Frequently Asked Questions
1.Why did you become a writer and a journalist?
I think I was born to write. My parents said when I first started to talk as a young child, I turned words and letters around. Maybe I was learning to compensate and enjoying the challenge. Who knows? One thing is certain. I always loved to read, and I also grew up in a family of oral storytellers. Some stories were tragic, involving accidents, a World War II vet who had post-traumatic stress, and a woman who tried to commit suicide by drinking Drano. Many tales were funny, however, like the community drunkard who found himself racing downhill backwards when the brakes failed on his car. All he could hear, over the sound of his own screaming, was the sound of horse weeds banging against the fenders. “I knew I was going to hell,” he said, not mentioning the fact that he never thought about changing his ways afterward.
2.Why do you like to write about crime?
Crime has always fascinated me, especially murder. When you take someone’s life there is no “redo,” no restitution, no comfort or real closure for loved ones, and no justice in the world that will ever bring that person back. The “why” question drives me to search for answers, but sometimes it’s the who, what, when, where and how that also staggers the imagination
3.Why do you like to cover the courts as a journalist?
It is true that much of the evidence and testimony in a trial is so dry and technical it is downright stultifying. But there are moments of real drama, too, like when a witness or victim points to the defendant and says, “That’s him.” Everyone, of course, wants to hear what the defendant has to say, although it rarely happens since he has a right not to testify. And then, there is that moment in a murder trial when the jury comes back into the courtroom and the foreman announces it has a verdict. If your heart isn’t pounding at that moment, then you need to find another line of work.
4.What writers influenced you?
Edna Buchanan wrote two must-read books for reporters and true-crime fans about her days as a Pulitzer-prize winning journalist for the Miami Herald. They are, The Corpse Had A Familiar Face, and Never Let them See You Cry.
Among her tips: Always ask what the murder victim was wearing. She learned the hard way after a killer dumped a man’s body onto the street from a pickup truck. “The case seemed somewhat routine – if one can ever call murder routine,” she wrote in Corpse. “But later, I learned that at the time the victim was shot he was wearing a black taffeta cocktail dress and red high heels. I tracked down the detectives and asked, ‘Why didn’t you tell me/”
‘“You didn’t ask,’ they chorused. Now I always ask.”
I know what she’s talking about. One day, a reporter was writing a story about a woman who killed her husband and wrote something on his chest. It wasn’t my story, but I had to know what it was, so I called a source.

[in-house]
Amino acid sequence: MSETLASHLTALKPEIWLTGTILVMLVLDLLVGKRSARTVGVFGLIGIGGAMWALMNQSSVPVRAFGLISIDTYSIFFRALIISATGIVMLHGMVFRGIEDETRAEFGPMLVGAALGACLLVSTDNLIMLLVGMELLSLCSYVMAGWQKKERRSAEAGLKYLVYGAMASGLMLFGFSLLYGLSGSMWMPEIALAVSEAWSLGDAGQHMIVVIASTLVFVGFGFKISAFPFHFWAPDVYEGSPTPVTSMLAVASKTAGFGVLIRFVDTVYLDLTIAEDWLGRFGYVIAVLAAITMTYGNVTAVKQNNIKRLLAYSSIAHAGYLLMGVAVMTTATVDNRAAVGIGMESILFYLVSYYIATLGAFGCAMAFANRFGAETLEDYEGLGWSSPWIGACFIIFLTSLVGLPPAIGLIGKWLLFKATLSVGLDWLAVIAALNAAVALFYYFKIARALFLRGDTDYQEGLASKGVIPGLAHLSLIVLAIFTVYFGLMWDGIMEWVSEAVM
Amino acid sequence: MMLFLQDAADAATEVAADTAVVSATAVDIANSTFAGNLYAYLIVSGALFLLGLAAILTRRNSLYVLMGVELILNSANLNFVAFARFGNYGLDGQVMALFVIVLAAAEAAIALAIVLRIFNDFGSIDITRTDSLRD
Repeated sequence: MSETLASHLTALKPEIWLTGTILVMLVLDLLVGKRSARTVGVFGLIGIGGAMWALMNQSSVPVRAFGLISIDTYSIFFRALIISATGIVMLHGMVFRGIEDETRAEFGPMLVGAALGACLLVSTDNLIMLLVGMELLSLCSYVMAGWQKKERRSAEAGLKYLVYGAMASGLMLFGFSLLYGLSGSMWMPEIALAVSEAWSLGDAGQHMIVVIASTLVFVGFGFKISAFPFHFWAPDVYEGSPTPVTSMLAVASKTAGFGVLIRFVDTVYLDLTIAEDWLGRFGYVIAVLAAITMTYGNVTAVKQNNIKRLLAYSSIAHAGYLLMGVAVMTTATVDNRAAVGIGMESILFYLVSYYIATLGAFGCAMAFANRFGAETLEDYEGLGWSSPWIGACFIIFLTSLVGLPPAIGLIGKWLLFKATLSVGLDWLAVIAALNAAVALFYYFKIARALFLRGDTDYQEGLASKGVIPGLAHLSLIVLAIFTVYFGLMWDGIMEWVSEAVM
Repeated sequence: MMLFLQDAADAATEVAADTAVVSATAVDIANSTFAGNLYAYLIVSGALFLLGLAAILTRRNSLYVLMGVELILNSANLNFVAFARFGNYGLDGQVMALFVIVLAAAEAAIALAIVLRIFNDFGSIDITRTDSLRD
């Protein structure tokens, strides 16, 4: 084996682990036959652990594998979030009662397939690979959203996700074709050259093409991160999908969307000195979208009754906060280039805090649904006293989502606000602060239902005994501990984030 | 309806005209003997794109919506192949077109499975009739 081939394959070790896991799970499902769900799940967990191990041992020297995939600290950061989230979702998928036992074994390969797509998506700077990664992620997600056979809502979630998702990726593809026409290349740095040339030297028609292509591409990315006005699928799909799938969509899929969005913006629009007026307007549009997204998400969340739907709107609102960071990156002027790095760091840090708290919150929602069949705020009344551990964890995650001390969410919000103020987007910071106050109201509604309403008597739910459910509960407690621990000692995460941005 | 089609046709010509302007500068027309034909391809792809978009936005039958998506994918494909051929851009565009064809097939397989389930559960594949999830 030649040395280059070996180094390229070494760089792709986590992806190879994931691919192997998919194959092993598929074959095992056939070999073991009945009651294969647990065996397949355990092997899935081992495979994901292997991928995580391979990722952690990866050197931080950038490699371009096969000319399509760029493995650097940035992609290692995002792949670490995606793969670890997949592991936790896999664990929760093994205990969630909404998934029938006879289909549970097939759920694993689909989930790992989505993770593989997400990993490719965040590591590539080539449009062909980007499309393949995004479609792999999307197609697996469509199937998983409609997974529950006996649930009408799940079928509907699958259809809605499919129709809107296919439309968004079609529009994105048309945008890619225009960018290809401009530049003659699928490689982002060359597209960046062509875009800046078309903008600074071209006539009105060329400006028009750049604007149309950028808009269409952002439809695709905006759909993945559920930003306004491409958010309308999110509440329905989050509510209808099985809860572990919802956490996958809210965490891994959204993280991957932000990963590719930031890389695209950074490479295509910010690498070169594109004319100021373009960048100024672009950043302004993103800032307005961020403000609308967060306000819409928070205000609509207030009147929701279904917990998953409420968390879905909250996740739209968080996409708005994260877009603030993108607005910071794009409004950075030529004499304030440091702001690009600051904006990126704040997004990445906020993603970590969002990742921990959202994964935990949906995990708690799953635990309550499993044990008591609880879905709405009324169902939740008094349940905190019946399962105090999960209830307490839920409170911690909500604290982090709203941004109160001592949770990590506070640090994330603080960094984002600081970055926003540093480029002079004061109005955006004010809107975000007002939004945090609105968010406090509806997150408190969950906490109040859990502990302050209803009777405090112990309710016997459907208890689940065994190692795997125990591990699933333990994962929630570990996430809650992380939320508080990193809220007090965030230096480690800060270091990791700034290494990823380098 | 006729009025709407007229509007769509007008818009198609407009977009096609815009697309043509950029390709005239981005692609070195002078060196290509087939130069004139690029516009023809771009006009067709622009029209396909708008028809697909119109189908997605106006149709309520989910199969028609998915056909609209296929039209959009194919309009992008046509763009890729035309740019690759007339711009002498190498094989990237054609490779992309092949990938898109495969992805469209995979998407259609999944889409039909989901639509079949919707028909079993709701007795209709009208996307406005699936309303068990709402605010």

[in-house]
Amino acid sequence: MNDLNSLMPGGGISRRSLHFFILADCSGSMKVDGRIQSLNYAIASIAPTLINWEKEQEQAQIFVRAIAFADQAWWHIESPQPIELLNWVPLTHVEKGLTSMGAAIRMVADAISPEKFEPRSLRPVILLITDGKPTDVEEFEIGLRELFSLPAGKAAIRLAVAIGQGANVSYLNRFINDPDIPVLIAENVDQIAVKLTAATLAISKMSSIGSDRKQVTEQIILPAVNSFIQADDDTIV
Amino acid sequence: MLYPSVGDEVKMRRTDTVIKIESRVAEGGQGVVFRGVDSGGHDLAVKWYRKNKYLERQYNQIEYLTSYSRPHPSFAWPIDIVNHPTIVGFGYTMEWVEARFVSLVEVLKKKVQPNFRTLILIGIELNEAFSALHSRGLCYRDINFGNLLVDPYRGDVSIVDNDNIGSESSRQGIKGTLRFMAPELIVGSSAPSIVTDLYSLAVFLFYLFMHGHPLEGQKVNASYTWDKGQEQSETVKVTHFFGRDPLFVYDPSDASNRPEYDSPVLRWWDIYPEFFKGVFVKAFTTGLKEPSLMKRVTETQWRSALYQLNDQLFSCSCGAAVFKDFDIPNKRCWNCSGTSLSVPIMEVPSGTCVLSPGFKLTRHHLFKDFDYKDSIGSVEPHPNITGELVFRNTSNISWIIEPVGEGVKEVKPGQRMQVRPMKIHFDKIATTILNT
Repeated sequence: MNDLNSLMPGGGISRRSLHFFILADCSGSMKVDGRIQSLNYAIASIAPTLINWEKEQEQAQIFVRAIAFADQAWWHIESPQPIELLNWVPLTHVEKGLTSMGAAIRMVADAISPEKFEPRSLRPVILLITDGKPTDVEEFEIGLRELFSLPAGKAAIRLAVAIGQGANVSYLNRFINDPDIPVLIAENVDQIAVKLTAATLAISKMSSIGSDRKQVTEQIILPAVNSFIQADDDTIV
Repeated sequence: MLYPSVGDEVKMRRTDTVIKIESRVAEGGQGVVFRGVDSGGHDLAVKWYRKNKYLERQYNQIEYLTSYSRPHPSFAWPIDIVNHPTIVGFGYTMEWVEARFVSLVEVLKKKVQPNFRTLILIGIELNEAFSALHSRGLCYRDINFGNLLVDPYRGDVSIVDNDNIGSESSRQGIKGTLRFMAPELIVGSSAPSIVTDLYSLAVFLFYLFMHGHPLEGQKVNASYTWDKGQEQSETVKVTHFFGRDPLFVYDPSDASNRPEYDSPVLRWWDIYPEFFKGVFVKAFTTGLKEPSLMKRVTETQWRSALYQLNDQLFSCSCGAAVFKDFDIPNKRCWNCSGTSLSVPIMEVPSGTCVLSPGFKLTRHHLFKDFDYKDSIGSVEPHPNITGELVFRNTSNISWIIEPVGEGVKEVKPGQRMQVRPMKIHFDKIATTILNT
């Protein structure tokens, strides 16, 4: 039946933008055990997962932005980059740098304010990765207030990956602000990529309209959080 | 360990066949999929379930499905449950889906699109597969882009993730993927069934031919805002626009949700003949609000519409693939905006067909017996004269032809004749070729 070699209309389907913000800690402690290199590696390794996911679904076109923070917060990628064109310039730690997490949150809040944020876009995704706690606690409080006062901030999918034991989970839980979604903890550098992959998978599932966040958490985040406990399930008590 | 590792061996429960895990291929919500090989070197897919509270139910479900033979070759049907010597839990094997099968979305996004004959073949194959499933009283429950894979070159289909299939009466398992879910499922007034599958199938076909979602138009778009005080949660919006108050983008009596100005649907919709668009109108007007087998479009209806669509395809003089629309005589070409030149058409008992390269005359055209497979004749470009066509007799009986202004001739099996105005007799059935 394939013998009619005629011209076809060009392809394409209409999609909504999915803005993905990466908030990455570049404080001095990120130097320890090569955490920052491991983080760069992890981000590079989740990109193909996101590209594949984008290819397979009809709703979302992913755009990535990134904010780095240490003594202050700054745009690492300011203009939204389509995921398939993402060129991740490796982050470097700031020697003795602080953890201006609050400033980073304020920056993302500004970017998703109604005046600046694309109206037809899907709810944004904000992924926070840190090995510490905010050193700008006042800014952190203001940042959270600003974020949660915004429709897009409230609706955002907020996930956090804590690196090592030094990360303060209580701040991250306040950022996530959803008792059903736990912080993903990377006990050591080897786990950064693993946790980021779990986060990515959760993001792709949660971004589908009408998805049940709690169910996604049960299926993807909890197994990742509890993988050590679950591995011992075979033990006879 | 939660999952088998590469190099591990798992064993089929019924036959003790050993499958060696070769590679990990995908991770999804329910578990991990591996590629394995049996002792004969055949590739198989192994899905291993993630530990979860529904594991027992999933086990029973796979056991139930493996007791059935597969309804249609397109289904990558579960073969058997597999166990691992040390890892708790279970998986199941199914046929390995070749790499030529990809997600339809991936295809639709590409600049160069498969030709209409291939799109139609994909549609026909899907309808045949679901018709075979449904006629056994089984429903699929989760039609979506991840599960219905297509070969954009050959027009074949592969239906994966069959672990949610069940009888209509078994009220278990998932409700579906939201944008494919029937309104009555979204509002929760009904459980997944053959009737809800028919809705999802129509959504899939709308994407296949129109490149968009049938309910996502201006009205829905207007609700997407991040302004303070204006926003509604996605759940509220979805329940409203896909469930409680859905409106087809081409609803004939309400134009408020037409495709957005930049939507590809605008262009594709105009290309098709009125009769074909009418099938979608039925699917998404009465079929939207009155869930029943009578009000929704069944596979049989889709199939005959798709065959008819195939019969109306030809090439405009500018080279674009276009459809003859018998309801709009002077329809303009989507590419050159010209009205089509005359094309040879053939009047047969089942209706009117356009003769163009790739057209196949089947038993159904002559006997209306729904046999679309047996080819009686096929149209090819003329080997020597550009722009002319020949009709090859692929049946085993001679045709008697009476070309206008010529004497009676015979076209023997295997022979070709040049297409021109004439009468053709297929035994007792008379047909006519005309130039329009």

“Love you forever,” she wrote with a marker.
“Now we’ve got a story!” I told the reporter.
Of course, there was Ann Rule. Her greatest work in a long line of successful books was The Stranger Beside Me about her friendship with Ted Bundy.
Vincent Bugliosi’s Helter Skelter was a model in some ways for my book about Rod Ferrell. The book goes into great detail about his role as the prosecutor of Charles Manson’s murder cult in California.
The granddaddy of them all is In Cold Blood by Truman Capote. He blended fiction techniques with journalism in telling the story of a farm family slain in Kansas. It is a great read but there has been speculation that Capote was not 100 percent accurate. Legend has it he never took notes.
My philosophy is this: When in doubt, stick to the facts. When certain, stick to the facts. It’s not that I don’t have an imagination, but cop reporters in Florida have a saying: “You can’t make this stuff up.”
5.What does he future hold professionally?
I have no plans to retire. I’ve tried it a few times and I don’t care for it. I do freelance work for the Daily Commercial newspaper in Leesburg. I am blessed. I can do as much or as little as I like and I won’t starve either way.
I am thinking about another true-crime book.
I have written a novel about an Iraq War vet with issues, who meets a woman with… issues. The marketplace is in a weird place right now, so I’m sitting on it, for now.
Buchanan found success after she retired from newspapers by writing crime novels. I have an idea for such a book, based loosely on a real case.
My grown-up daughters would like me to write a children’s book. “I could write about a homicidal bunny rabbit,” I joke. All kidding aside, I just might do it. I like playing with words and might even turn a few around for old times sake.